ORGULLO LATINOReading time: 3 minutes
While each person is free to identify themselves in their own way, understanding the roots of these terms is fundamental.
Have you ever been called by the wrong name? It’s not the best feeling in the world, particularly if it happens regularly.
Well, this is quite common for individuals who were born in Latin America or whose families descend from there.
But rather than people mispronouncing our names, it is our ethnicity, culture, and identity that are often confused and mislabeled.
This is typically due to the misuse of the terms Hispanic and Latino.
Hispanic vs Latino: What’s the difference?
Knowing the difference between these two terms begins by learning about their origins and how people used them.
Before the 1970s, the US Census Bureau classified Latin American immigrants as white. This act of mislabeling sparked a large controversy among the Spanish-speaking community because one’s identity was being stripped away by the misuse of a term.
You might think that being labelled as “white” would be automatically met with a change in the way you are treated, but this was certainly not the case.
Cristina Mora, a UC Berkeley associate professor of sociology and Chicano/Latino Studies shares how this misclassification erased people from their community: “Latinos lived their everyday reality as Latinos, a sometimes Spanish-speaking world with places where they were not allowed, in swimming pools, school districts and other public places.”
Later, the term Hispanic was adopted by the US Census Bureau to define the Spanish-speaking community, while also recognizing their US identity. As Professor Mora explains: “‘Hispanic’ was seen as a term that could be viewed as much more ‘American’.”
So, what does the term Hispanic mean?
Hispanic refers to individuals in America who speak Spanish and or have descended from Spanish-speaking communities.
“This term refers to people who share the common language that is Spanish,” says Mintzi Martinez-Rivera, Associate Director of Latino Studies at Indiana University. “This was actually a word adopted by the US government in the 1970s to give people from Latin America a common identity.”
Latino, on the other hand, generally refers to one’s geography. For example, anyone born in or with ancestors from Latin America, including Central America, South America, and the Caribbean. Dr Mintzi Martinez-Rivera explains that Latinos are "any person of Latin American descent residing in the United States.”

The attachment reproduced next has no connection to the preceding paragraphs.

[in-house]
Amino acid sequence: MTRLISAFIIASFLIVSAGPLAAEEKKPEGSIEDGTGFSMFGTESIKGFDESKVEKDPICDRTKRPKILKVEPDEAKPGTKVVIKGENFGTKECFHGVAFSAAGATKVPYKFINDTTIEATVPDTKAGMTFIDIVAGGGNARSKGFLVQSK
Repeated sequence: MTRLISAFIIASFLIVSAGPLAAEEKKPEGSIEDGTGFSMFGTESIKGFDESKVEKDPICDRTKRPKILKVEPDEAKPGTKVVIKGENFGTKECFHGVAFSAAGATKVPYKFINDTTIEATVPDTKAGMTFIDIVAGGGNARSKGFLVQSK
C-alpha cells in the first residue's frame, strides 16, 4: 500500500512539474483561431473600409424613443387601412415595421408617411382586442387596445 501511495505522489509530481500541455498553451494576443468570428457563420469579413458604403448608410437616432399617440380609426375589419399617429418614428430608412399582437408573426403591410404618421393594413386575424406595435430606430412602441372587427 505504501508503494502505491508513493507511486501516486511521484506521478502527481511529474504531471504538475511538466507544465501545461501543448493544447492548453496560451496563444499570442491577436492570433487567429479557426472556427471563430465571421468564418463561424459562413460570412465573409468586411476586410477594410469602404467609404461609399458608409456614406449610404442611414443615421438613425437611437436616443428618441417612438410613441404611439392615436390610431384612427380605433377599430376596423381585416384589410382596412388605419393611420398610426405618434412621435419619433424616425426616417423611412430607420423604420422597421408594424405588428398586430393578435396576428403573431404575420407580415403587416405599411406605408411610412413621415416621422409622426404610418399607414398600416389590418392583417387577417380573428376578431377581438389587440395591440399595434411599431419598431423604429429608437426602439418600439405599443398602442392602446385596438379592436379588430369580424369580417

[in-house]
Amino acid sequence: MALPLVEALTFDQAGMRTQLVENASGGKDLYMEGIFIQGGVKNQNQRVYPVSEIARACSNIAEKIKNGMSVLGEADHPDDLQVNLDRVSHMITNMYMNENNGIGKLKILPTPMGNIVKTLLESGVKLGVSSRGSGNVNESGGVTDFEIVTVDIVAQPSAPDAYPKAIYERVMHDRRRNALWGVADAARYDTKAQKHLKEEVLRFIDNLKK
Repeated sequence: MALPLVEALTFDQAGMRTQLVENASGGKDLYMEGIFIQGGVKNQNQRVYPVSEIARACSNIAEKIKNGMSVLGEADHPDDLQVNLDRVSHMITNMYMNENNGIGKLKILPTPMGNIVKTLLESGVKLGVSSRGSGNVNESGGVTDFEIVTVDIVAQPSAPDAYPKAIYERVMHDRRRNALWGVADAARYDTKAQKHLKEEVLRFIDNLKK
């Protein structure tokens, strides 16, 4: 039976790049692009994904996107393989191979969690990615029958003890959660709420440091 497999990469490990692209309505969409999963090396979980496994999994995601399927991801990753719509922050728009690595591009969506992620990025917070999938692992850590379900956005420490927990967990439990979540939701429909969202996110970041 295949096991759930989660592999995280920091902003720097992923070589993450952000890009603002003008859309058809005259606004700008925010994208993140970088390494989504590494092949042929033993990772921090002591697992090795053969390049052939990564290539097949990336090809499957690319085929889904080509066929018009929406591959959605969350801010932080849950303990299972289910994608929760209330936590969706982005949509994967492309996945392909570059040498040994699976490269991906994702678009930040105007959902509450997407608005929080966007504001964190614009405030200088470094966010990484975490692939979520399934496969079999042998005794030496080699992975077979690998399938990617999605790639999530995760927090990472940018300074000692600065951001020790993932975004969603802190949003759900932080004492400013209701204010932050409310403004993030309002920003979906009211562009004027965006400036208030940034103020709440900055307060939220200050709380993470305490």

As NPR notes, this is not to be confused with Latin Americans, which refers to the people actually living in Latin America right now.
Can Hispanic and Latino be used interchangeably?
Ideally, no. The two terms have different definitions and should be applied correctly.
However, in reality, it is more complicated and varies depending on the person you are interacting with. The best approach is instead to ask the person about their preference, since people may refer to themselves as one of the two terms – or neither of those terms, regardless of the “official” definitions.
People may refer to themselves as Hispanic, Latino, or even prefer a hyphenated label (e.g., first-generation individuals whose families are from another county outside of the US might say they are Mexican-American, Bolivian-American, Panamanian-American, etc.).
It also varies based on geographical region. For instance, individuals in urban areas and on the US coast prefer the term Latino, whereas people in rural areas are more likely to use the term Hispanic. However, there are exceptions to this term, and it typically goes back to the individual's preference.
I’m sure this can sound confusing to anyone who is non-Latino or non-Hispanic (and, if it’s any consolation, this can be equally confusing to someone who identifies as one or more of these terms).
How do we combat the misuse of these terms?
With any terminology that has a lot of meaning and purpose, it is always best to educate ourselves, our peers, and our families, as well as everyone around us. We can do this by learning more about these terms and coming to a conclusion ourselves.
Once we accomplish this, we can then embrace it and share with others the term that we would like to be referred to.
Ending the misuse of these terms is a challenge. However, by beginning with our inner circles we can then get that much closer to using the terms in the way that is most appropriate to each person.